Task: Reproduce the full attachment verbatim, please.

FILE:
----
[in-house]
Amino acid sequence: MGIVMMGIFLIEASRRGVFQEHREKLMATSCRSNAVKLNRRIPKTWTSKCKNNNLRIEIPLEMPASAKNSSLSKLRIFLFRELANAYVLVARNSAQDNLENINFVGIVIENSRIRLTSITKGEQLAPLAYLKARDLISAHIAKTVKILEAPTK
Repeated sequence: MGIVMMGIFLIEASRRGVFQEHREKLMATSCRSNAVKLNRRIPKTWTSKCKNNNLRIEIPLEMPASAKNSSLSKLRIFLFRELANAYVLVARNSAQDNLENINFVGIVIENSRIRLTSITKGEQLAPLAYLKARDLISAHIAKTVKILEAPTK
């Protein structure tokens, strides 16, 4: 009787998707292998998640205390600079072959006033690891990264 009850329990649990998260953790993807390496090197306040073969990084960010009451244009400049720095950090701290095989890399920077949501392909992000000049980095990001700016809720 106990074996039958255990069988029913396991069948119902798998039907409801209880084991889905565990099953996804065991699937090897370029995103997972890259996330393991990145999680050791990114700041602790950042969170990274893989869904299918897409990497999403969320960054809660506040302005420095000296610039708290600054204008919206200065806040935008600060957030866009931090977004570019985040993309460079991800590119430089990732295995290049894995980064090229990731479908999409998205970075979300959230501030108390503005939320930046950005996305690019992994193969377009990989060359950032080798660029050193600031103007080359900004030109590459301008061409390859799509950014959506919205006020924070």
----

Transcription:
[in-house]
Amino acid sequence: MGIVMMGIFLIEASRRGVFQEHREKLMATSCRSNAVKLNRRIPKTWTSKCKNNNLRIEIPLEMPASAKNSSLSKLRIFLFRELANAYVLVARNSAQDNLENINFVGIVIENSRIRLTSITKGEQLAPLAYLKARDLISAHIAKTVKILEAPTK
Repeated sequence: MGIVMMGIFLIEASRRGVFQEHREKLMATSCRSNAVKLNRRIPKTWTSKCKNNNLRIEIPLEMPASAKNSSLSKLRIFLFRELANAYVLVARNSAQDNLENINFVGIVIENSRIRLTSITKGEQLAPLAYLKARDLISAHIAKTVKILEAPTK
């Protein structure tokens, strides 16, 4: 009787998707292998998640205390600079072959006033690891990264 009850329990649990998260953790993807390496090197306040073969990084960010009451244009400049720095950090701290095989890399920077949501392909992000000049980095990001700016809720 106990074996039958255990069988029913396991069948119902798998039907409801209880084991889905565990099953996804065991699937090897370029995103997972890259996330393991990145999680050791990114700041602790950042969170990274893989869904299918897409990497999403969320960054809660506040302005420095000296610039708290600054204008919206200065806040935008600060957030866009931090977004570019985040993309460079991800590119430089990732295995290049894995980064090229990731479908999409998205970075979300959230501030108390503005939320930046950005996305690019992994193969377009990989060359950032080798660029050193600031103007080359900004030109590459301008061409390859799509950014959506919205006020924070």